To the ordinary onlooker, 15 head torches bobbing up a mountain in the falling snow, at -10°C, before dawn would sound like insanity. And in retrospect it probably was, if not for the risk of mass movement after the ice starts to melt in the sunlight. Without question it was the most quiet and remote place I have ever been; the noise was limited to the tired trudge of B3 mountain boots on the rocky terrain and laboured breathing, interrupted by the occasional cry of “watch out below” followed by rocks clattering. It’s not that the morale was low – the usual chatting and laughter had just become a waste of precious oxygen and a secondary requirement to gasping in what little of it we could afford.

We never saw the sun rise that day. It just sort of appeared, and the cloud we were in at the time of it simply became visible and the need for torches was lost. We all followed in the footsteps of the porters right up to the first bit of rope work where their tracks got lost in the shelter of the overhang. Past the rope we quickly picked back up on their trail, fixed crampons and with the end in sight, pursued their trail eager to summit the Tesi Lapsa. After the longest 500m of my life we reached the high point at 0745: the beast had been tamed.

We forgot all about our shortness of breath. We forgot all about the pain in our feet. Tiredness was all but a distant memory. We were there. Hugs were being thrown around and pictures taken and everyone huddled around Bob’s camera. Morale skyrocketed.

The descent was gruelling on glacial moraine. Rocks were slippery and the sound of rockfall from above was all too common. The return to camp was to be long and gruelling, but the hard bit was done right?

Wrong. The descent involved almost as much up as it did down with the undulating glacier blocking any views of camp. We climbed up slippery rocks only to go back down them, some so steep, that a rope was provided to ensure a safe abseiled descent – we were constantly reminded that this was proper mountaineering and was indeed great fun dropping five meters down an 80° slope on a frozen rope next to the loudest and largest waterfall I have ever encountered with camp in sight.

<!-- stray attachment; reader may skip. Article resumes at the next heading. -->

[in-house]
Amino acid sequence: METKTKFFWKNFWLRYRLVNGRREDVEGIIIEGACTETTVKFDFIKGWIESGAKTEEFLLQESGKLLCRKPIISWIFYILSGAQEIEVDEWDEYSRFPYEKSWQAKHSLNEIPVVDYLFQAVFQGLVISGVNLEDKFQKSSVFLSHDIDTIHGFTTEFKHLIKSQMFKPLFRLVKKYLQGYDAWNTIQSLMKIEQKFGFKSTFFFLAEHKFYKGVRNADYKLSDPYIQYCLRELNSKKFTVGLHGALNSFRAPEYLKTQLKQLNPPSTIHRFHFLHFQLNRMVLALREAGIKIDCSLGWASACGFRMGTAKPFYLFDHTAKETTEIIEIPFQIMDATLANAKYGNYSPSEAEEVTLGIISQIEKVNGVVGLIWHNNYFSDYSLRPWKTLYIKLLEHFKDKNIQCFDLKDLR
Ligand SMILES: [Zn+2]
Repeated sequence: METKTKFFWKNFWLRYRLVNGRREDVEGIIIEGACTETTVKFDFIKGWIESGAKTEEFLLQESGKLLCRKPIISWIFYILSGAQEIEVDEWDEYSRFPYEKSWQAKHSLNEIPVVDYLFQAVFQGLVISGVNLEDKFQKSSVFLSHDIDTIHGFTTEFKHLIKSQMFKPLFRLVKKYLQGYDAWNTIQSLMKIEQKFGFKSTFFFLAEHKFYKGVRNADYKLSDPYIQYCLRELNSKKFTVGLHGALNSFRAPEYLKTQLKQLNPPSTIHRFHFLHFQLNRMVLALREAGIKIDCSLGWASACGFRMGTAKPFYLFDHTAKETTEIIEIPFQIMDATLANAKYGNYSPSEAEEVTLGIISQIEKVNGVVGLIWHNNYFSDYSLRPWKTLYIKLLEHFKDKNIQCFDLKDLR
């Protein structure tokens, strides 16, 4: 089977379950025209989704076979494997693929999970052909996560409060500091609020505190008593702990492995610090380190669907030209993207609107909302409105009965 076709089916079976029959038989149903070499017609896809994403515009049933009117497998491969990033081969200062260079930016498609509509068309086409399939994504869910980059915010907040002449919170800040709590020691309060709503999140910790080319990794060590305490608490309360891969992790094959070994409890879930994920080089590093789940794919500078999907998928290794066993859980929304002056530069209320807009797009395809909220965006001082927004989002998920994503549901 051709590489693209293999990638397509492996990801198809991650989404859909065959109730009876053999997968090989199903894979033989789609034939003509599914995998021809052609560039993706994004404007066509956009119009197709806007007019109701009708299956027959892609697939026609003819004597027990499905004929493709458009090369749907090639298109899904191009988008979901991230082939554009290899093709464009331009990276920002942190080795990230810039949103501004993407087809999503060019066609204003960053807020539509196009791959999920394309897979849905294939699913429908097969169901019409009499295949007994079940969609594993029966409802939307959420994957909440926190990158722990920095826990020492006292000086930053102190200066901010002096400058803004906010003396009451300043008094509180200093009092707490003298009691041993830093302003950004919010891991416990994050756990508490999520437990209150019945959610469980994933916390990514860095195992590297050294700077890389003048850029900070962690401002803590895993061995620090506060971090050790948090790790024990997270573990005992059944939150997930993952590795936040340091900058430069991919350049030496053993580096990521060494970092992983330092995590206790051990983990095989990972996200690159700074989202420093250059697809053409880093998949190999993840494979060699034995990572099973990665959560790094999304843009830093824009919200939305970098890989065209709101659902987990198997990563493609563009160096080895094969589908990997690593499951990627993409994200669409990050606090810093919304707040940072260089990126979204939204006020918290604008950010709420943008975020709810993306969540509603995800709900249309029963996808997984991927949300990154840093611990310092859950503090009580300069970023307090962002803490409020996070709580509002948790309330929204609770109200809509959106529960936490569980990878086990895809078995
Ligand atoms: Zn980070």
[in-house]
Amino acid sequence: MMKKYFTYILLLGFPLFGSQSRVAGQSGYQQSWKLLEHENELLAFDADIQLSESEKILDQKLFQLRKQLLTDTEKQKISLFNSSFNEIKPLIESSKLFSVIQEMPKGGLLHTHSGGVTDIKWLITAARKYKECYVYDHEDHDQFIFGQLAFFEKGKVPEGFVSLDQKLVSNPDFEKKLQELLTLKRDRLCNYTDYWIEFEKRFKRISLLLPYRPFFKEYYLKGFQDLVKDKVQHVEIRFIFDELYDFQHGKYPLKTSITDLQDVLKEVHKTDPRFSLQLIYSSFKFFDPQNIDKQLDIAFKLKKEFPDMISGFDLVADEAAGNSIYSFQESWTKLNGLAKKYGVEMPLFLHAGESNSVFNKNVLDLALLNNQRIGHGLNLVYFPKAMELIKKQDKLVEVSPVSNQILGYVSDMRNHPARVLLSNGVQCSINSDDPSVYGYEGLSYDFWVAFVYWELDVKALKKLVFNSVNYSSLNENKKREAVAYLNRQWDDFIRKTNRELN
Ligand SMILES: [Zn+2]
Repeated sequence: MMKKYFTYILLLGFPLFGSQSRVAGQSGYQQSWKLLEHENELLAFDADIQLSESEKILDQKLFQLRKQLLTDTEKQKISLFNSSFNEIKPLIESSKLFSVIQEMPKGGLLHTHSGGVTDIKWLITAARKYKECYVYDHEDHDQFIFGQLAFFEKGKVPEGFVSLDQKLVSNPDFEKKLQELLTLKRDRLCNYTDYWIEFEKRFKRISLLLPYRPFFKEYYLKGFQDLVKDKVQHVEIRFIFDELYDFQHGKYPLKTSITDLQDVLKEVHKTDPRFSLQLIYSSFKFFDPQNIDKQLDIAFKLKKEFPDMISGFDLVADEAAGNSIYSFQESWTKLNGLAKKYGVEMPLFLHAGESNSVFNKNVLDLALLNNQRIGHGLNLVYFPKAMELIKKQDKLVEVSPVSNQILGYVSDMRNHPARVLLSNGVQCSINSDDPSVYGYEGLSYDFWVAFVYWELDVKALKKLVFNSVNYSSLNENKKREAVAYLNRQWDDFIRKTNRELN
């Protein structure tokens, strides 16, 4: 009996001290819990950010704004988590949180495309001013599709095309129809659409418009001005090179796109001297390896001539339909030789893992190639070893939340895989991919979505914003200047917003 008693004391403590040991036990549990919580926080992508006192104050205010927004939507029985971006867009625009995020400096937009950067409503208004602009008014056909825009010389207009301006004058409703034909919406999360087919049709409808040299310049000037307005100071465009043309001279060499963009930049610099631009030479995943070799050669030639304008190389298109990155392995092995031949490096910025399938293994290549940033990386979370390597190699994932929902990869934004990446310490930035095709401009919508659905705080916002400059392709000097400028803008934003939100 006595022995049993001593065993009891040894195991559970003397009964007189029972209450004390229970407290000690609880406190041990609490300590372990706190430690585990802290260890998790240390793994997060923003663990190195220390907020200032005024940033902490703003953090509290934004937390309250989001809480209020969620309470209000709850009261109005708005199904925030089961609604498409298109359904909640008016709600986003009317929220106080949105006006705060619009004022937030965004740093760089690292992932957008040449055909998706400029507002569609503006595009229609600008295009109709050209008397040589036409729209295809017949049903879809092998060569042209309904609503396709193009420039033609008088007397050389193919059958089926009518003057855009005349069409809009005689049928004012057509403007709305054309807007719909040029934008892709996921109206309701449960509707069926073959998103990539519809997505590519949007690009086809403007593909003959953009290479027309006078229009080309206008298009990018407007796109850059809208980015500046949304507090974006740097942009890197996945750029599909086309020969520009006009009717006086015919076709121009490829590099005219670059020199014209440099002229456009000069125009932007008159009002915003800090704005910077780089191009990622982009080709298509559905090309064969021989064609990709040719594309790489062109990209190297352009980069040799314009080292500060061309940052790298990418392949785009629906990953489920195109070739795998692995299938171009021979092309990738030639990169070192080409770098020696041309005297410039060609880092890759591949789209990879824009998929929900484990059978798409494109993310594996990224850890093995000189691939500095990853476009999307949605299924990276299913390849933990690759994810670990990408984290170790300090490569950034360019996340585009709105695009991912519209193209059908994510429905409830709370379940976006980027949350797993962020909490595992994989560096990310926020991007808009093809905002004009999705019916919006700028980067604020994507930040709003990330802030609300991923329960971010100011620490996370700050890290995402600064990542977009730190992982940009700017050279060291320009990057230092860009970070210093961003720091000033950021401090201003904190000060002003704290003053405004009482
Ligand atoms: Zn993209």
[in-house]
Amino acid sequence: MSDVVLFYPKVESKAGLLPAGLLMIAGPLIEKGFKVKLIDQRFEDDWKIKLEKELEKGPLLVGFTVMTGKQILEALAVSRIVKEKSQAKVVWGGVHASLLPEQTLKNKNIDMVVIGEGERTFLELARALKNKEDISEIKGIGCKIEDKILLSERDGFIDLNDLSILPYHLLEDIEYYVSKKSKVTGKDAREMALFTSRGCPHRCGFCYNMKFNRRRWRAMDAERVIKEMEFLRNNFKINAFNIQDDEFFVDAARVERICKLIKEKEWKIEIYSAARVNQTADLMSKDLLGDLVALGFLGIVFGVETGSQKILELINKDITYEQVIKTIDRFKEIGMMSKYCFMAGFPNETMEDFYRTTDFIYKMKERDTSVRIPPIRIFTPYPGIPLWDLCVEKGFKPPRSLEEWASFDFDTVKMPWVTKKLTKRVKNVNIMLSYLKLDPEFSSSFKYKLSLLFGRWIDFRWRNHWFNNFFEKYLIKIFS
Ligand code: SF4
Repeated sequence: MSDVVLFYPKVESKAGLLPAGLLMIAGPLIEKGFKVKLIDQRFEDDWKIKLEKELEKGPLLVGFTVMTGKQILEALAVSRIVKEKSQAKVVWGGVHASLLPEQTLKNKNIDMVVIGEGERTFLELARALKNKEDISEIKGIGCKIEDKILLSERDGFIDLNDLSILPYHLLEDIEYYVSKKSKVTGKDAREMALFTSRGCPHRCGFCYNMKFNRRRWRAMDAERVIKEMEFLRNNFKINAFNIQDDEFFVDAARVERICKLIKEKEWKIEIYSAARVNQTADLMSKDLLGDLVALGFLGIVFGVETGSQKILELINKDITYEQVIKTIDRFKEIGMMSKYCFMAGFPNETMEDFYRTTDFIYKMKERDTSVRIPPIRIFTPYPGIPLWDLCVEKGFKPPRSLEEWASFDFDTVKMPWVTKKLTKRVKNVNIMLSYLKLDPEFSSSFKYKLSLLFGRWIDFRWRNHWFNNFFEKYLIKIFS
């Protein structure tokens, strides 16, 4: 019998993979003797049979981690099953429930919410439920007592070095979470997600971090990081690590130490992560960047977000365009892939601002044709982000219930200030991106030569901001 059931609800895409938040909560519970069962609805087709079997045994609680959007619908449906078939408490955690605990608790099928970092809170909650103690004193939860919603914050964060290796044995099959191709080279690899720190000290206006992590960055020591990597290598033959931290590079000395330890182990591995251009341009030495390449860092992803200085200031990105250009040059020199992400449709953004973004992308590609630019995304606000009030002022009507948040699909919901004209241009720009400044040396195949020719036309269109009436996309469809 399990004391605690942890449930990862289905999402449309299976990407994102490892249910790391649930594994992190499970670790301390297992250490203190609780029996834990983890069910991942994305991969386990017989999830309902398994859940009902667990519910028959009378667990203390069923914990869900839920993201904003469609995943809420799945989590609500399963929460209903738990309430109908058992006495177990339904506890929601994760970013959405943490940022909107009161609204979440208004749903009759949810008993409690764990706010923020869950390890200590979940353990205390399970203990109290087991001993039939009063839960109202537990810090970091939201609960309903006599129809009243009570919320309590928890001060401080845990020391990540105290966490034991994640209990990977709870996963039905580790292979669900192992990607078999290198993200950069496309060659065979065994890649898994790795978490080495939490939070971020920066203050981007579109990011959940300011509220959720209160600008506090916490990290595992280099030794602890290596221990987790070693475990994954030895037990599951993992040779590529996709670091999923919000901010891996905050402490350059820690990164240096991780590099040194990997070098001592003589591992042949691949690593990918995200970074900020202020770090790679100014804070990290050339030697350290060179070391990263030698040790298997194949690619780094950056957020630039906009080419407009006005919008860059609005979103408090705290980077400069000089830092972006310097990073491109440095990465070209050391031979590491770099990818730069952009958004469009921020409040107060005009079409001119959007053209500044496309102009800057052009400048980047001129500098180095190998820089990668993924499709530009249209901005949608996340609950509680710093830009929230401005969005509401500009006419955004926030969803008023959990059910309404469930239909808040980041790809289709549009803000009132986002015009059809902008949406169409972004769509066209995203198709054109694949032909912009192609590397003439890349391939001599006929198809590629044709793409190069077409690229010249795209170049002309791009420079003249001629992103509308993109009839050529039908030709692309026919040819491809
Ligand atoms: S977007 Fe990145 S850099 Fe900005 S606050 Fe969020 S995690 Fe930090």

Without question this was the best day of my life – as well as being the longest.

Keeping up with the Porters
By Cadet Warrant Officer James Clack

Our goal had been reached, the Tesi Lapsa had been crossed on the previous day and we had descended from the dizzying heights of 5755m down to Glacier Camp at 4800m. Yesterday had been a long day but we were well rested. We were now ready for the descent off of the glacier and deeper into the Rolwaling Valley. We were assured by John that it was all down from here – we were pleased. When he said this he meant Himalayan down, which to you and I means there will be plenty of up as well!

The glacial moraine was an unforgiving beast. The end of the glacier was insight, however to get there we need to navigate over, through and around the moraine. It was hard work, every climb up a ridge of rock felt like it should be our last, we spent hours progressing through the moraine seemingly making very little progress. It was frustrating work, but slowly and surely we got closer to the lake marking the end of the torturous terrain.

With the moraine cleared, we progressed down the side of the valley parallel to the glacial lake. Whilst on previous days, we had the summit to motivate us, now we felt we were walking with very little purpose. Morale dropped across the team, music broke out and we  had to put up with George’s awful dancing – I’m not sure what was worse his dancing or the glacial moraine.